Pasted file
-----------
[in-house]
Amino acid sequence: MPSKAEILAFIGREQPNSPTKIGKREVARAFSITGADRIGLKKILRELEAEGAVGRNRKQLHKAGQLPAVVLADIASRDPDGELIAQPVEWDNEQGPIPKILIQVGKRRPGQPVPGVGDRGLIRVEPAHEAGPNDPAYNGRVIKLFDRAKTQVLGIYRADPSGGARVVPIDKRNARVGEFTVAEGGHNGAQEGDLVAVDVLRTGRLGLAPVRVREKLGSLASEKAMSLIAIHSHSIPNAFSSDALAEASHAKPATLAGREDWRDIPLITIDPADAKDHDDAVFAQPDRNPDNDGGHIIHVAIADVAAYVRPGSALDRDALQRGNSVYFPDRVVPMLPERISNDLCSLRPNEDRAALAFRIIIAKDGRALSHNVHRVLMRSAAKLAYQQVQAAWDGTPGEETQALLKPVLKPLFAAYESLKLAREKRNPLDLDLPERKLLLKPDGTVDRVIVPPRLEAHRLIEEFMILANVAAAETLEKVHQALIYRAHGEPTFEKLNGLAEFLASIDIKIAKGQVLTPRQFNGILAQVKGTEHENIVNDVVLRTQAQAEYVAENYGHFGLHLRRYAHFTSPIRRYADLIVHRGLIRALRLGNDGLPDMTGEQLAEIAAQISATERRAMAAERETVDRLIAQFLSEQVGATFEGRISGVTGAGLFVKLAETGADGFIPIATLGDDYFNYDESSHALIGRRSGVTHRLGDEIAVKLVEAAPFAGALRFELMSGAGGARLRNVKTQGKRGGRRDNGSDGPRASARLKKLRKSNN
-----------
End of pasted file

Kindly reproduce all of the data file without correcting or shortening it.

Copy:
[in-house]
Amino acid sequence: MPSKAEILAFIGREQPNSPTKIGKREVARAFSITGADRIGLKKILRELEAEGAVGRNRKQLHKAGQLPAVVLADIASRDPDGELIAQPVEWDNEQGPIPKILIQVGKRRPGQPVPGVGDRGLIRVEPAHEAGPNDPAYNGRVIKLFDRAKTQVLGIYRADPSGGARVVPIDKRNARVGEFTVAEGGHNGAQEGDLVAVDVLRTGRLGLAPVRVREKLGSLASEKAMSLIAIHSHSIPNAFSSDALAEASHAKPATLAGREDWRDIPLITIDPADAKDHDDAVFAQPDRNPDNDGGHIIHVAIADVAAYVRPGSALDRDALQRGNSVYFPDRVVPMLPERISNDLCSLRPNEDRAALAFRIIIAKDGRALSHNVHRVLMRSAAKLAYQQVQAAWDGTPGEETQALLKPVLKPLFAAYESLKLAREKRNPLDLDLPERKLLLKPDGTVDRVIVPPRLEAHRLIEEFMILANVAAAETLEKVHQALIYRAHGEPTFEKLNGLAEFLASIDIKIAKGQVLTPRQFNGILAQVKGTEHENIVNDVVLRTQAQAEYVAENYGHFGLHLRRYAHFTSPIRRYADLIVHRGLIRALRLGNDGLPDMTGEQLAEIAAQISATERRAMAAERETVDRLIAQFLSEQVGATFEGRISGVTGAGLFVKLAETGADGFIPIATLGDDYFNYDESSHALIGRRSGVTHRLGDEIAVKLVEAAPFAGALRFELMSGAGGARLRNVKTQGKRGGRRDNGSDGPRASARLKKLRKSNN